New observations suggest the Universe might be expanding at a higher rate than we thought

New observations suggest the Universe might be expanding at a higher rate than we thought
Credit: pngimg (edited)
Studying maser emissions from distant galaxies could assist researchers seeking to understand the expansion of the Universe. Image credit: Sophia Dagnello, NRAO/AUI/NSF
The distance to M 106–20 million light years — is known with great precision due to masers in that system.
The methods astronomers use to measure distances to far-flung objects. Image credit: NASA, ESA, A. Feild (STScI), and A. Riess (STScI/JHU)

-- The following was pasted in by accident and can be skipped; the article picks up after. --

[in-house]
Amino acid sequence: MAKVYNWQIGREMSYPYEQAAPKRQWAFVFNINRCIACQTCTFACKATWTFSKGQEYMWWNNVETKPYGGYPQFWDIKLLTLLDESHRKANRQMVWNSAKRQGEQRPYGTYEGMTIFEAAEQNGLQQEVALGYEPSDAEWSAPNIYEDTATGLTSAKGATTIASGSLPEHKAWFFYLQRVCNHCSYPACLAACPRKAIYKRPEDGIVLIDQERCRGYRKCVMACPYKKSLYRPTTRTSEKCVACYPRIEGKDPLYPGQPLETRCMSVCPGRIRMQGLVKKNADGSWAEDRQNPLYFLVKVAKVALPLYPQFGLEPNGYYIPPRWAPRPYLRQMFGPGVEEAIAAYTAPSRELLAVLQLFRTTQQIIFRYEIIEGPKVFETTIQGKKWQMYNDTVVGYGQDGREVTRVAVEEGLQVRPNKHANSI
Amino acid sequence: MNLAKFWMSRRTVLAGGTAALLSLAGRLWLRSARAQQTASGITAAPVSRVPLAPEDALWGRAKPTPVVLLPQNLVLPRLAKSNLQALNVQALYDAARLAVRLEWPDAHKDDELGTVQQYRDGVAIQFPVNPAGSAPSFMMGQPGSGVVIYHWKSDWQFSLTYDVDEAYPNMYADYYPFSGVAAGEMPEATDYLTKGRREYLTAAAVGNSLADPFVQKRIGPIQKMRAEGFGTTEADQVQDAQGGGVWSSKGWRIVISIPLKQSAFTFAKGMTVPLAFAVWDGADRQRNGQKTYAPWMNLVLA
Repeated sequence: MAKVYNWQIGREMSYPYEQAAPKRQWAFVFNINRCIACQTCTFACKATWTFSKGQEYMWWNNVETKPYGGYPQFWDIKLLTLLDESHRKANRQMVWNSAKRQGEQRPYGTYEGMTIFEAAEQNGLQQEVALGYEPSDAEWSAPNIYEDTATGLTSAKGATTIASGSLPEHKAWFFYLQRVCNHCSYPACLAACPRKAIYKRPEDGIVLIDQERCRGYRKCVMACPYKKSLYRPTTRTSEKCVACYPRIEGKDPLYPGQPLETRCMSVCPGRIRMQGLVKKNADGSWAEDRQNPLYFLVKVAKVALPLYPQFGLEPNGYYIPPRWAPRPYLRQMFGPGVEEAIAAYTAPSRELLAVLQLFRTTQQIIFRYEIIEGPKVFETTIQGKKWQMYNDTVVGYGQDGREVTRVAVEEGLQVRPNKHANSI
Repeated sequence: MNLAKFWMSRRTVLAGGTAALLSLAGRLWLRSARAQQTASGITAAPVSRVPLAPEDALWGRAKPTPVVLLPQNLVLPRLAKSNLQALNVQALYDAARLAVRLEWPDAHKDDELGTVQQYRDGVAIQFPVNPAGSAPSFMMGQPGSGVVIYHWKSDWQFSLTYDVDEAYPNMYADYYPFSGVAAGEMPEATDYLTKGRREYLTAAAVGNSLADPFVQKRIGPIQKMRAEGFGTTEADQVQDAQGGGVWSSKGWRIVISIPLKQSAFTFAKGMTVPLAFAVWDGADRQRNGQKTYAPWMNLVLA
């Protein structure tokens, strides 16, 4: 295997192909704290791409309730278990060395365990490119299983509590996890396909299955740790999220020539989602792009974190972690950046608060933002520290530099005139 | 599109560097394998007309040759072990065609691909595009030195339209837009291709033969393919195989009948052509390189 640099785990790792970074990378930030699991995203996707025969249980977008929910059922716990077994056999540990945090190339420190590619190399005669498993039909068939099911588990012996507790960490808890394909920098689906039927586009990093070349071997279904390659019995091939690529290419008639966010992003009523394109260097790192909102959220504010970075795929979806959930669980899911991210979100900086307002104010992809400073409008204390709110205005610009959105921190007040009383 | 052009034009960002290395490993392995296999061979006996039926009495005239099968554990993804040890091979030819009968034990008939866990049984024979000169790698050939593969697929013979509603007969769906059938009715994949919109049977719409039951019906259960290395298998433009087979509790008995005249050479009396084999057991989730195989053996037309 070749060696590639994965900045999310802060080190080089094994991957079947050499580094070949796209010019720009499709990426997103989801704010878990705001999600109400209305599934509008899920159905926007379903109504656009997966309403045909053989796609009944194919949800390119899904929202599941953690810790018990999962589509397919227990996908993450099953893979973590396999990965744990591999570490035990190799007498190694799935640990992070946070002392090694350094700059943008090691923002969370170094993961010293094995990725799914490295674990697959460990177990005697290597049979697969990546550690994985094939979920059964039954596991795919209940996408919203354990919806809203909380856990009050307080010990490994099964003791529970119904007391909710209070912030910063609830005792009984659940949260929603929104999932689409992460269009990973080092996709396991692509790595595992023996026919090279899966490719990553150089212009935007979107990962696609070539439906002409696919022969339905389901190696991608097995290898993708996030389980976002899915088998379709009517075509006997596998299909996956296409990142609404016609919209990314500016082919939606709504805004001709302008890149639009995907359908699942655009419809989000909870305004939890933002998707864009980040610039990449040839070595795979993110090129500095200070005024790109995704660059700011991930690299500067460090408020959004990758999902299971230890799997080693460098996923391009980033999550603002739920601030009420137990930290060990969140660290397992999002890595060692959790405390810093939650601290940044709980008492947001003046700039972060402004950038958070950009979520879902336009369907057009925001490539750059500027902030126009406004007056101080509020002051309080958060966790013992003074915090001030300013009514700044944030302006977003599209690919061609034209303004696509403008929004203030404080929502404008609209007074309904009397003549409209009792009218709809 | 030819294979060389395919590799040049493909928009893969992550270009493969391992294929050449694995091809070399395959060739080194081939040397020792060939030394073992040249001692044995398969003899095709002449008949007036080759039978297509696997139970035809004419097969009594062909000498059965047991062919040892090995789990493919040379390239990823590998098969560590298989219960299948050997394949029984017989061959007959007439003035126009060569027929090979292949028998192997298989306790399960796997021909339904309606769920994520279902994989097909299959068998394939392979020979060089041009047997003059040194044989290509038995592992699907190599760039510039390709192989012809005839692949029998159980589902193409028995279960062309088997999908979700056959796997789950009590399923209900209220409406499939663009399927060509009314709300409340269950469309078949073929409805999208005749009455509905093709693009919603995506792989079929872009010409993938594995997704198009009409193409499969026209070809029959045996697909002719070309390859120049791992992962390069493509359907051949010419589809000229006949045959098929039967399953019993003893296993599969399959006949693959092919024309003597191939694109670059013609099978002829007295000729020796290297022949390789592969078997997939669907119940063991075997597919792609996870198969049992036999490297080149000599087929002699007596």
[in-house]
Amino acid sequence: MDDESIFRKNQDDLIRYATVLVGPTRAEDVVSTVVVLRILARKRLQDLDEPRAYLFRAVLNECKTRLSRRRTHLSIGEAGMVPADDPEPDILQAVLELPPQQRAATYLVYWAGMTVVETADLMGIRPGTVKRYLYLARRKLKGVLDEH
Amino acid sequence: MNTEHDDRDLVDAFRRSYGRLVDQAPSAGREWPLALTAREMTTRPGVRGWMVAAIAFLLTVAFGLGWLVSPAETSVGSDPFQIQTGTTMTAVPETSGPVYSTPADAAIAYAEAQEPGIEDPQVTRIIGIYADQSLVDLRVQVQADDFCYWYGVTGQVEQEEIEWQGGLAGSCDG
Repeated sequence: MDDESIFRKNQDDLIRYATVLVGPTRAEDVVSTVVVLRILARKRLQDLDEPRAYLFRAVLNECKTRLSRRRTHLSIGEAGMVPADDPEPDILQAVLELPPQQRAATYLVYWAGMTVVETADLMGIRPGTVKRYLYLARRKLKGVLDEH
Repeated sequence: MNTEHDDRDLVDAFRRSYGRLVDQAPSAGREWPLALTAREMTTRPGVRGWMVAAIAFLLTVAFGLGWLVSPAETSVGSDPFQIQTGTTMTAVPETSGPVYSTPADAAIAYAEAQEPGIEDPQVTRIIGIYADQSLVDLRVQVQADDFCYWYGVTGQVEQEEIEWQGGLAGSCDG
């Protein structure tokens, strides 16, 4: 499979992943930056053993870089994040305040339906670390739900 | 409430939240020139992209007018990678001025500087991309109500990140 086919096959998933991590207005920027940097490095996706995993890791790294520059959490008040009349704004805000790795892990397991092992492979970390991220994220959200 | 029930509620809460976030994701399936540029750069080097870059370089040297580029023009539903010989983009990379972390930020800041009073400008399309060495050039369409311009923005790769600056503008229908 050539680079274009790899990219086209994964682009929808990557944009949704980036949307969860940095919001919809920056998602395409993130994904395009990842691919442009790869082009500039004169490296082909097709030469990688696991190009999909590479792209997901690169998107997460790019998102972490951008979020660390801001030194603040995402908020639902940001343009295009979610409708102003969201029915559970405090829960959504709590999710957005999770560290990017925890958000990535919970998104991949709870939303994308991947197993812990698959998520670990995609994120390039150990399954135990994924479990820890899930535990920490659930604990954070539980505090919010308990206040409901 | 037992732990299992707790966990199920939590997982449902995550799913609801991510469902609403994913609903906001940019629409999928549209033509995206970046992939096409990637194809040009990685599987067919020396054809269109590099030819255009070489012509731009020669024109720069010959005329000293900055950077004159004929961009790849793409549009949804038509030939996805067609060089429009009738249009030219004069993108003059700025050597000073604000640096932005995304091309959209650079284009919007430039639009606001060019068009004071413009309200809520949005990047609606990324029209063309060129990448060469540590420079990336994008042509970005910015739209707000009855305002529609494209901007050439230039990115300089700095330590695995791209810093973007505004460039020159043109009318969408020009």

Galaxies MCG+01–38–004 (upper) and MCG+01–38–005 (lower) are sites of where masers can be detected, leading to accurate measurements of the Hubble constant. Image credit: ESA/Hubble

This article was originally published on The Cosmic Companion by James Maynard, founder and publisher of The Cosmic Companion. He is a New England native turned desert rat in Tucson, where he lives with his lovely wife, Nicole, and Max the Cat. You can read this original piece here.

Astronomy News with The Cosmic Companion is also available as a weekly podcast, carried on all major podcast providers. Tune in every Tuesday for updates on the latest astronomy news, and interviews with astronomers and other researchers working to uncover the nature of the Universe.

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